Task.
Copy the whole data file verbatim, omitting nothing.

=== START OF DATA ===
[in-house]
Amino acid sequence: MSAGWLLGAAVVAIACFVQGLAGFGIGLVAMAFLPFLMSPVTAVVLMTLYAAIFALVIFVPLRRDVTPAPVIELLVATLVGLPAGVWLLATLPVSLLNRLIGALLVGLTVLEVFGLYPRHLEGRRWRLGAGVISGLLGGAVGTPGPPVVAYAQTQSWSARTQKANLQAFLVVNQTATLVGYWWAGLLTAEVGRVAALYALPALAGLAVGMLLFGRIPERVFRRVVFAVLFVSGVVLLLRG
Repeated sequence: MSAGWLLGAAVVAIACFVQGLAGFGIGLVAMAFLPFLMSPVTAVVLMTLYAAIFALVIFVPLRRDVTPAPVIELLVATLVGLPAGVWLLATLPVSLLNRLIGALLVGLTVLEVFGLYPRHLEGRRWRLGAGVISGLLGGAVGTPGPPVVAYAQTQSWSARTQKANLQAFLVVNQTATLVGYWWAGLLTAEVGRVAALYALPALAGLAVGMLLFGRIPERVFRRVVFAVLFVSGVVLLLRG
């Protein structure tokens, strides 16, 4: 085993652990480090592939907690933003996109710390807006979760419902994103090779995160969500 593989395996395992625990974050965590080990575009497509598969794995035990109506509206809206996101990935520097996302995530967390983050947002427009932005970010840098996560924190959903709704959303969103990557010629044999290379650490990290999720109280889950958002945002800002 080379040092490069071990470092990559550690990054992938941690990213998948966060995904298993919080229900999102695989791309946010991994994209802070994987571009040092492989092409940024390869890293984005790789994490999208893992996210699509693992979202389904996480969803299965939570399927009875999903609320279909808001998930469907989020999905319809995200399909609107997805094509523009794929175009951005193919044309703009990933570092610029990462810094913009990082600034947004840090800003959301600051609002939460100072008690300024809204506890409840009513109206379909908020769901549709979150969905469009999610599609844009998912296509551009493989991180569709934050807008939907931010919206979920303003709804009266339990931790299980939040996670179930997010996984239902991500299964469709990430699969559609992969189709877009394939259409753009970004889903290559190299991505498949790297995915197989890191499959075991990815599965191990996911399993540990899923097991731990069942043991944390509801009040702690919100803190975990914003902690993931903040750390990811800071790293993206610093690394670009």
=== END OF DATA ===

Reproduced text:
[in-house]
Amino acid sequence: MSAGWLLGAAVVAIACFVQGLAGFGIGLVAMAFLPFLMSPVTAVVLMTLYAAIFALVIFVPLRRDVTPAPVIELLVATLVGLPAGVWLLATLPVSLLNRLIGALLVGLTVLEVFGLYPRHLEGRRWRLGAGVISGLLGGAVGTPGPPVVAYAQTQSWSARTQKANLQAFLVVNQTATLVGYWWAGLLTAEVGRVAALYALPALAGLAVGMLLFGRIPERVFRRVVFAVLFVSGVVLLLRG
Repeated sequence: MSAGWLLGAAVVAIACFVQGLAGFGIGLVAMAFLPFLMSPVTAVVLMTLYAAIFALVIFVPLRRDVTPAPVIELLVATLVGLPAGVWLLATLPVSLLNRLIGALLVGLTVLEVFGLYPRHLEGRRWRLGAGVISGLLGGAVGTPGPPVVAYAQTQSWSARTQKANLQAFLVVNQTATLVGYWWAGLLTAEVGRVAALYALPALAGLAVGMLLFGRIPERVFRRVVFAVLFVSGVVLLLRG
């Protein structure tokens, strides 16, 4: 085993652990480090592939907690933003996109710390807006979760419902994103090779995160969500 593989395996395992625990974050965590080990575009497509598969794995035990109506509206809206996101990935520097996302995530967390983050947002427009932005970010840098996560924190959903709704959303969103990557010629044999290379650490990290999720109280889950958002945002800002 080379040092490069071990470092990559550690990054992938941690990213998948966060995904298993919080229900999102695989791309946010991994994209802070994987571009040092492989092409940024390869890293984005790789994490999208893992996210699509693992979202389904996480969803299965939570399927009875999903609320279909808001998930469907989020999905319809995200399909609107997805094509523009794929175009951005193919044309703009990933570092610029990462810094913009990082600034947004840090800003959301600051609002939460100072008690300024809204506890409840009513109206379909908020769901549709979150969905469009999610599609844009998912296509551009493989991180569709934050807008939907931010919206979920303003709804009266339990931790299980939040996670179930997010996984239902991500299964469709990430699969559609992969189709877009394939259409753009970004889903290559190299991505498949790297995915197989890191499959075991990815599965191990996911399993540990899923097991731990069942043991944390509801009040702690919100803190975990914003902690993931903040750390990811800071790293993206610093690394670009």